In Wells Fargo Bank, NA v. Cherryland Mall Ltd. P'ship, No. 304682, the Michigan Court of Appeals affirmed the trial court's judgment awarding plaintiff money damages on its mortgage deficiency claim and for attorney fees.
This case arises out of a commercial mortgage-backed securities (CMBS) loan. A CMBS loan has a unique structure: a non-recourse basis in exchange for the isolation of the assets to be financed. Two components of asset isolation are separateness covenants and limited recourse provisions limiting the lender's general agreement not to pursue recourse liability. Accordingly, in a CMBS financing, in the event on 'recourse triggers' on the part of the borrower, the lender's agreement not to pursue recourse liability against the borrower or owner has limited application, allowing the lender to pursue recourse as part of its remedies.
In this case, defendant partnership obtained a CMBS loan from plaintiff, using property it owned as collateral. When defendant partnership failed to make a mortgage payment, plaintiff commenced foreclosure by advertisement and a sheriff's sale was conducted, leaving a deficiency of approximately $2.1 million on the loan. Plaintiff then filed suit to enforce the loan documents for the deficiency against mortgagor and the guarantor of the loan. Plaintiff filed multiple summary disposition motions, of which all but one were granted in favor of plaintiff. Defendants appealed two motion grant rulings. The first objection by defendants was to the grant of summary disposition for plaintiff on the finding that the guarantor was liable for the entire loan deficiency because the trial court had concluded that insolvency was a violation of defendant's requirement that it remain its single purpose entity (SPE) status. The second objection was as to the award of attorney fees to plaintiff.
Defendants first argued that the mortgage, and its terms and conditions, were extinguished upon foreclosure, thereby barring the suit because the deficiency suit was initiated following the foreclosure sale. While this is the general rule in Michigan, the trial court found that the terms and conditions were not extinguished by the foreclosure because of an indemnification for losses provision in the mortgage, and such provision survived any foreclosure sale. Nevertheless, the Court of Appeals did not address whether the mortgage was extinguished because it found that actions at law are recognized and permitted for deficiencies on foreclosure by advertisement, regardless of whether the mortgage was extinguished. The basis for such deficiency lawsuits is not based on the mortgage, but instead on the note. Thus, the Court of Appeals concluded that the terms of the note entitle plaintiff to maintain a suit for a collection of deficiency.
Defendants then argued that it was error to find that defendants were liable under the note based on a violation of the SPE requirements. Defendants argued that its insolvency was not a violation of the SPE status, and that the mortgage was ambiguous and the extrinsic evidence presented by defendants showed that solvency was not required to maintain SPE status. The note, mortgage and guaranty all provide that the loan debt becomes fully recourse if defendant fails to maintain SPE status. Thus, there is no dispute that defendants must maintain SPE status, but the parties essentially disagree as to what defendants must do to maintain that status. Plaintiff argues that the mortgage, expressly incorporated by the note, requires defendants to remain solvent and the insolvency triggered full recourse against the borrower and guarantor. Defendants contend that the mortgage does not require solvency to maintain SPE status. The Court of Appeals approached this issue through a question of contract interpretation, and found that although the mortgage did not specifically define SPE status, the trial court erred when it failed to define a 'single purpose entity' and by failing to consider extrinsic evidence to the extent necessary to help define and explain the meaning of the phrase. The Court of Appeals turned to extrinsic evidence from the industry to define 'single purpose entity', but found that this was not informative as to how the parties defined it. The Court then turned to the actual mortgage to decide that all the terms under the 'single Purpose Entity/Separateness' provision were necessary to maintain SPE status. The Court of Appeals found that the heading was persuasive in determining that the mortgage was unambiguous, and that maintaining 'separateness' and 'single purpose entity' were intertwined concepts because of their placement in the headings. Thus, all the covenants below the heading were required to maintain SPE status. The Court also looked to other cases interpreting similar loan documents, and found that they do not support defendants' position that the requirements listed under the 'single Purpose Entity/Separateness' provision do not relate to maintaining SPE status.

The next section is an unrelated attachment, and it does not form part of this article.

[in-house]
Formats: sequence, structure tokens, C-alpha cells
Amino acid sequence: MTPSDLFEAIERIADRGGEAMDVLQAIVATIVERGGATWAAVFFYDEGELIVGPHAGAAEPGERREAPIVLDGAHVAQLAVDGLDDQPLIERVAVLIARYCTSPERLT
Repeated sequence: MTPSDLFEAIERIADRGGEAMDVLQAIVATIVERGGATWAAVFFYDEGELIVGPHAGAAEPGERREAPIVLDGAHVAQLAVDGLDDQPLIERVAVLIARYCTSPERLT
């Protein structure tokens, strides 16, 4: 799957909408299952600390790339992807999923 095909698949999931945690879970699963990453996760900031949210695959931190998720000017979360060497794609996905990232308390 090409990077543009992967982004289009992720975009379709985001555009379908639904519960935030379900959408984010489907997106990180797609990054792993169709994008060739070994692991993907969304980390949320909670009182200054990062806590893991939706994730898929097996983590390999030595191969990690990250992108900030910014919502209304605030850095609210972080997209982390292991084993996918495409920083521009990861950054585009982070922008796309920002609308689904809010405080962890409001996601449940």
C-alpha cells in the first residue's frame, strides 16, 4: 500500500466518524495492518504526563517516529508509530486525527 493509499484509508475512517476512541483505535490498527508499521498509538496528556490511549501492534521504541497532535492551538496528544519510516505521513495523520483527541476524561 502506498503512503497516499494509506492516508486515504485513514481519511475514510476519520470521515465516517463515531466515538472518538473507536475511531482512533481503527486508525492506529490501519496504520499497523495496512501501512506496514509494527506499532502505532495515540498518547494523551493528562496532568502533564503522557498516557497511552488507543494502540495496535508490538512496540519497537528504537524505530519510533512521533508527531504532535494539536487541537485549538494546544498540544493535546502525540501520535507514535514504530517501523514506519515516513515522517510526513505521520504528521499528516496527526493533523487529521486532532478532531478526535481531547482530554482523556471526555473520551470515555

The Court also found irrelevant defendants' argument that the insolvency was due to market conditions and not created by the owners, thus presenting no violation. The Court found that any failure to remain insolvent, no matter what the cause, was a violation.
The Court of Appeals agreed with the trial court in finding that the mortgage, as incorporated into the note, unambiguously required defendant to remain solvent in order to maintain its SPE status and having admitted its insolvency, defendant violated the requirements, resulting in the loan becoming fully recourse. The judgment for the deficiency amount and for attorney fees was affirmed.